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6

An affirmative defense is a way of avoiding conviction by acknowledging you did the act claimed, but that such act was among the exceptions provided by the law which makes such acts otherwise an offence. That is, you affirm (acknowledge, admit) your action of using the device, but you are claiming that your use of the device (handsfree as a GPS guide) is ...


5

You could first look for a force majeure clause in the lease which says something about natural disasters and the like. If there is a clause which says e.g. "Landlord will not be held responsible for problems arising from ice storms", that doesn't help you, but maybe it specifies e.g. rent reduction of $2/day for lack of electricity. That doesn't mean he can ...


3

Worst case: 18 U.S. Code § 2381 - Treason Whoever, owing allegiance to the United States, levies war against them or adheres to their enemies, giving them aid and comfort within the United States or elsewhere, is guilty of treason and shall suffer death, or shall be imprisoned not less than five years and fined under this title but not less than $10,000; ...


3

The statute of limitations in Oregon appears to be six years (per the link provided by Nate Eldgredge in the comments). This would be extended if there was a partial payment or written affirmation of the debt by the debtor.


2

There is a 6 year statute of limitations for contract cases, and for non-contract cases involving fraud or deceit, the two year "limitation shall be deemed to commence only from the discovery of the fraud or deceit". [Addendum] The seller's disclosure is required by ORS 105.465(2), and described in ORS 105.464. Item G addresses moisture problems. If that ...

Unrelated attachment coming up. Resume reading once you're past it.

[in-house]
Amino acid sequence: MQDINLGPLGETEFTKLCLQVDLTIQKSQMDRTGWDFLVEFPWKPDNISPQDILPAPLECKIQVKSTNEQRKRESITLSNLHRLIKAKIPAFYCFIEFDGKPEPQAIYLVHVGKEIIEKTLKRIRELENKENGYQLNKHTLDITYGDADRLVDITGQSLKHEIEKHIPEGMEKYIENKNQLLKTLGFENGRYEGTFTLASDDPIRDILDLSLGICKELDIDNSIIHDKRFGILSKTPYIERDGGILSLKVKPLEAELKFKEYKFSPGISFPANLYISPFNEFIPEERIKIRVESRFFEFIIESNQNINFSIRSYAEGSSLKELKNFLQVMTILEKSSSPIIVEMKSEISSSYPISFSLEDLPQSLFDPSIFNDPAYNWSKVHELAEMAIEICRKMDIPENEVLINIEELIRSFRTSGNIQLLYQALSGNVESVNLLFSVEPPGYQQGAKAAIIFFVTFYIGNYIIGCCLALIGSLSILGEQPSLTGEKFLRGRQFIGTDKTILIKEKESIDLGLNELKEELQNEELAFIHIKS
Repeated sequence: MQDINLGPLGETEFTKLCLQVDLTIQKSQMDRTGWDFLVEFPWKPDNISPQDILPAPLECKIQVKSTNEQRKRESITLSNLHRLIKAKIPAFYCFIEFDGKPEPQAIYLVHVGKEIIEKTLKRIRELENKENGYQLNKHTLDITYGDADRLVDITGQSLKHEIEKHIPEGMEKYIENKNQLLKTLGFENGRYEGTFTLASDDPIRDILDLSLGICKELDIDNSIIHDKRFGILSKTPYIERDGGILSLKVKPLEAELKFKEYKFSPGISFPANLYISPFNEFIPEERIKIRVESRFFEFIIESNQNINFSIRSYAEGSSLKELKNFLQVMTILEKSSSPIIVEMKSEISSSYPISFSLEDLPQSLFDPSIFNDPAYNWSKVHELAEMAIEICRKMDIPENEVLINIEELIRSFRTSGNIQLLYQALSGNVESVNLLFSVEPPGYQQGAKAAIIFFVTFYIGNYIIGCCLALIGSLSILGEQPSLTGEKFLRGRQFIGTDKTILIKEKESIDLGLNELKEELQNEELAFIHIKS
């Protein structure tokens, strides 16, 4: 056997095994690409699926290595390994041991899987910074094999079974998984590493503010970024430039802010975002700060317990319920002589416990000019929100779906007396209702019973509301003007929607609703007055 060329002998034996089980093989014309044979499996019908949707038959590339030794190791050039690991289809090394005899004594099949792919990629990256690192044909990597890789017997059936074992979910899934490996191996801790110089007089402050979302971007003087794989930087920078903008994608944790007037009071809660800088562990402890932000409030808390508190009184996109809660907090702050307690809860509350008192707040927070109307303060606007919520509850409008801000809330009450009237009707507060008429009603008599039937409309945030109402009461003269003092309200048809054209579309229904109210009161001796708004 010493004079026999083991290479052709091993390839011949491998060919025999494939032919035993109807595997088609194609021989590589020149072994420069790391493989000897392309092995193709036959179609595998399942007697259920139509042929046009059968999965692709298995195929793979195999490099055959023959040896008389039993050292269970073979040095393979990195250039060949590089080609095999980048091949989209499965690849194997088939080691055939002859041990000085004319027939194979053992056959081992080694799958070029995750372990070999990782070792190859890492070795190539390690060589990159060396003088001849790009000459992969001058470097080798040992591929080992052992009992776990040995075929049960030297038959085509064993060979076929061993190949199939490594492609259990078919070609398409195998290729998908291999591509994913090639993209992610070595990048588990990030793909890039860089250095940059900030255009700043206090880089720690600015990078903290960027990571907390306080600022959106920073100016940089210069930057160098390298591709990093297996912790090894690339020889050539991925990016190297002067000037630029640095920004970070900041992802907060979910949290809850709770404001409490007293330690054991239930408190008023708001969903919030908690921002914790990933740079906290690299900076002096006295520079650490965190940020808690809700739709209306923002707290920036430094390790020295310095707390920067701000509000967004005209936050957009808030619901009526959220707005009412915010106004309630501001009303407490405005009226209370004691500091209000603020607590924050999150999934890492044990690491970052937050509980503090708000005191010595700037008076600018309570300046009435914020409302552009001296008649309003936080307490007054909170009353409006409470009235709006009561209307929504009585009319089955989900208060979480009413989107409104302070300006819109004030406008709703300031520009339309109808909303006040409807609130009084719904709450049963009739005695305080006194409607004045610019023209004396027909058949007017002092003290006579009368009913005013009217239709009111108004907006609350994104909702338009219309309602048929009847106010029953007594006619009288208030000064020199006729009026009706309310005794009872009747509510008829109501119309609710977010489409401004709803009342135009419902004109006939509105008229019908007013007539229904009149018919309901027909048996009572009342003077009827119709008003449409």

2

You shouldn't try to bring suit against the state or DHS. DHS and the state and any other plausible defendants all have sovereign immunity from all liability for the kinds of conduct that you describe. Their actions were expressly approved by judges which gives them complete immunity from liability. You would not prevail. There is nothing you can do about ...


2

A school official might have the legal right to search you (without a warrant), if, following New Jersey v. T.L.O, they have a reasonable suspicion that the student has done something wrong (not necessarily a crime). However, students do have a reasonable expectation of privacy. The court ruled that schools do not have the same complete right to invade their ...


2

To be very straightforward, yes, a police department would very likely have records of their past interactions with you in the form of police reports. They cannot just throw them away because it's been scrubbed from your public record. They detail the interactions the police officer had with you. That being said, those records would not show up in a general ...


2

If we went after the city (or state) for something like negligence (or whatever term fits the broad issues above), is it likely that we can recover monetary damages (and/or attorney fees) since they seem to have sided with the officer? My partner has diagnosed PTSD as a direct result of these ongoings. This case impacted my partner's ability to ...


1

The fire department is entirely within its rights, which are the same as any other property owner. The fact that property is owned by a governmental body does not mean that members of the public can't be excluded that property. Some governmental property is public, but lots of it is private, and this would usually include most parts of fire department ...


1

I presume this is a secured network, which is how they require you to agree to the license, but that is an important assumption, so if that's not true, wait a minute. If the terms that you agreed to state that they will install certain software, they can do that. Consent means consent, i.e. you can freely agree and enjoy certain rights, or refuse and not ...


1